Tag Archives: Business

Social Media Needs You, Marketing Guy

We all hate the marketing users who corrupt our pristine social media worlds, right? Yeah, well you rely on these scumbags (among whom I count myself). Without the marketers, pitching relentlessly through social media, it would be awfully tough for these environments to survive. And, let’s face it: would you actually pay for Twitter?

To get my full perspective on this, check out the guest post I just wrote for SocialTimes.

Facebook Worth $25 Billion? Really?

Chart via TechCrunch

Private company valuations on SecondMarket (and other similar “exchanges”) make for great blog fodder, but I’m not sure I buy into the hype. The latest result for Facebook is a $25 billion valuation … for a company that celebrated being cash flow positive a year ago and has yet to turn a profit.

Queue the sock puppets and launch a black rocket. It’s 1999 all over again.

Let’s compare it to the actual values of public companies like AOL ($2.3 billion) and Yahoo! ($21 billion), as reported by TechCrunch today. Facebook at $25 billion without any real liquidity? I’m having trouble stomaching that one. Of course, I’m something of a skeptic, so take my opinions with a grain of salt.

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Twitter’s New Ad Move: And What Comes Next

Twitter just announced that it’s no longer letting its users push their own sponsored tweets. It’s about time. I’m not opposed to sponsored tweets (quite the contrary, actually), but I see Twitter’s decision as a business necessity, and I’m glad the company is in the right frame of mind.

For a long time, Twitter was a great place to generate revenue … as long as you weren’t Twitter. I wrote about this several times for DailyFinance and BloggingStocks. Plenty of companies, especially those in the media sector, were including Twitter in their advertising deals, which opened up a new revenue stream for them.

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Social Media: An Old View of New Stuff

My first guest post for the hot social media blog SocialTimes just went up an hour ago. Take a look at the story, in which I delve into the notion that community development, two-way dialogue and all that other group hug stuff the social media “gurus” talk about isn’t the smartest way to go for B2B marketers. Rather, we should treat social media environments as we treat the internet as a whole: we have to go hunting for that proverbial needle in a haystack.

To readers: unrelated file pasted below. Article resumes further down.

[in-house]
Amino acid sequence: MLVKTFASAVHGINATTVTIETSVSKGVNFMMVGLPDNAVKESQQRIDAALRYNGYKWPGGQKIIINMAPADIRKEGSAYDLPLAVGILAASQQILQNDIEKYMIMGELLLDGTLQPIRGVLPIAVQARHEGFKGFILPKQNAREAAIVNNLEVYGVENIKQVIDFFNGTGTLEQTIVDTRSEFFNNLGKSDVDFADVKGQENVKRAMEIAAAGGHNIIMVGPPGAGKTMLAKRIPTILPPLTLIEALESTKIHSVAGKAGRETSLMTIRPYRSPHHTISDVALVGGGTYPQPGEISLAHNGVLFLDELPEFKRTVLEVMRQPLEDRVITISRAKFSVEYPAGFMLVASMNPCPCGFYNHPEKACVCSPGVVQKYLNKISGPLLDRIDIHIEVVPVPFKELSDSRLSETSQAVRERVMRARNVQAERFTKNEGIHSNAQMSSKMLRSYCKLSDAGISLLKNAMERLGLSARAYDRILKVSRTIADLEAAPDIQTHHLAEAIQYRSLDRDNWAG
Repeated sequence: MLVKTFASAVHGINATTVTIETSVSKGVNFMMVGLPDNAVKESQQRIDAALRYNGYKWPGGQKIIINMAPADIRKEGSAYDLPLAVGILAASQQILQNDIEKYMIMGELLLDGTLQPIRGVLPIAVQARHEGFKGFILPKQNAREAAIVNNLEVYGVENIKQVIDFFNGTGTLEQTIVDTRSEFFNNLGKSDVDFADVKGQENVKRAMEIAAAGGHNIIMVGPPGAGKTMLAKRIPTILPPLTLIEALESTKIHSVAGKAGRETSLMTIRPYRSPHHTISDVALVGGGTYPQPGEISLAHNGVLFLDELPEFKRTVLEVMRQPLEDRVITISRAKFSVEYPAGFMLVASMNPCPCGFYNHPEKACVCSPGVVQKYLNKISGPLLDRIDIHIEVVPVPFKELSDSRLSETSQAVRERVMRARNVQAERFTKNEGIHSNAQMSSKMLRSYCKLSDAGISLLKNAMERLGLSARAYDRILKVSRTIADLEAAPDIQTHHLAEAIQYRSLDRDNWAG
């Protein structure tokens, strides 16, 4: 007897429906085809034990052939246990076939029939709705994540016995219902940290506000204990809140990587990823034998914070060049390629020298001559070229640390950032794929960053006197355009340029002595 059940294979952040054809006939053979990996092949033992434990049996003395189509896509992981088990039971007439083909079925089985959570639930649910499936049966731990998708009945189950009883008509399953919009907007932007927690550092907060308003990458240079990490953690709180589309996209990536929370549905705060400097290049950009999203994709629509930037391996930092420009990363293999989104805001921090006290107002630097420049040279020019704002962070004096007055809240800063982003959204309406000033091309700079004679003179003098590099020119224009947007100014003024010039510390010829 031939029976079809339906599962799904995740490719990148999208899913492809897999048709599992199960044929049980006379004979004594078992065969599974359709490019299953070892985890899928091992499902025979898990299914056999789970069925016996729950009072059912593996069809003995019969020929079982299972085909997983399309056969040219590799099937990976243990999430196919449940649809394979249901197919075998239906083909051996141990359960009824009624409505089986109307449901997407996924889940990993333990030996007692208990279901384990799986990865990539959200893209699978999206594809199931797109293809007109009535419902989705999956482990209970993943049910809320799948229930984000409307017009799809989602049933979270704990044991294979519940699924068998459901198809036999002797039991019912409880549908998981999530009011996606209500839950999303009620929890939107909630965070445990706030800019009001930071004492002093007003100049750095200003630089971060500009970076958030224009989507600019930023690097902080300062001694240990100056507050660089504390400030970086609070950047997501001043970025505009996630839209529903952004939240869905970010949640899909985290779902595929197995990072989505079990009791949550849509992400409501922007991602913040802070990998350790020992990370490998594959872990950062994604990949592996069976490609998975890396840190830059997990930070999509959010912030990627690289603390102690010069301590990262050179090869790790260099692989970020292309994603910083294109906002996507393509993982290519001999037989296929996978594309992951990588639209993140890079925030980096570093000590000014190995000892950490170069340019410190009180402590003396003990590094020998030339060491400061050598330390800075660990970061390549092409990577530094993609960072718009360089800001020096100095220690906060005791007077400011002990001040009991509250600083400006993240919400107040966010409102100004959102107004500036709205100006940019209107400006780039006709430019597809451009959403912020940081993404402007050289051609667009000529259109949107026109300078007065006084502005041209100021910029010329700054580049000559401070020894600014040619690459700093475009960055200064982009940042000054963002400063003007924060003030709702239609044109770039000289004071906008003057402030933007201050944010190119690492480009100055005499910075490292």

[Source: SocialTimes]

Twitter-Savvy Companies: Raytheon #2?!

Just how the hell did Raytheon land in the #2 spot? And, it’s #8 overall! Microsoft may seem surprising, but it really makes sense, given that it’s packed with professionals and has employees who are more likely to be on the leading edge. Over at Mashable, there are a few more charts about social media adoption that will blow your mind.

[Source: webtreatsetc via Mashable]

Skittishness Index: Few to Outsource Social Media

I took a look at this chart and almost lost my mind. I can understand the desire to maintain a certain amount of control internally, but the entire marketing world seems to be against outsourcing social media. That’s nuts! Social media, despite all the hype about “conversations with the marketplace” is really just another form of marketing. We need to come to grips with this. Anyone who remembers the dotcom days and has read the Cluetrain Manifesto realizes we’ve seen this movie before. It’s time to loosen up.

I see this chart as something of a snapshot. This (obviously) is where we are now, and I don’t think it’s going to be this way forever. Over time, as more businesses get a feel for social media marketing, they’ll start to outsource more comfortably. For now, this chart seems like a “Skittishness Index.”

[Source: MarketingSherpa]

Why Twitter Will Be Profitable by the End of the Year

Did you really think you’d read that headline six months ago? Well, a lot has changed since then! Claims of Twitter’s profitability arose the week before Christmas last year, when BusinessWeek used the two real-time search deals closed by the company (with Google and Microsoft) to do some basic math. It didn’t hold up, but the new year has brought new revenue. I strongly suspect that 2010 will be Twitter’s first in the black.

What happened at the end of 2009? Well, in October, Twitter locked in $25 million in revenue through the Microsoft and Google data licensing deals. The company also revealed that its annual expenses were around $20 million. So, $25 million minus $20 million equals a $5 million profit, right?

Not really.

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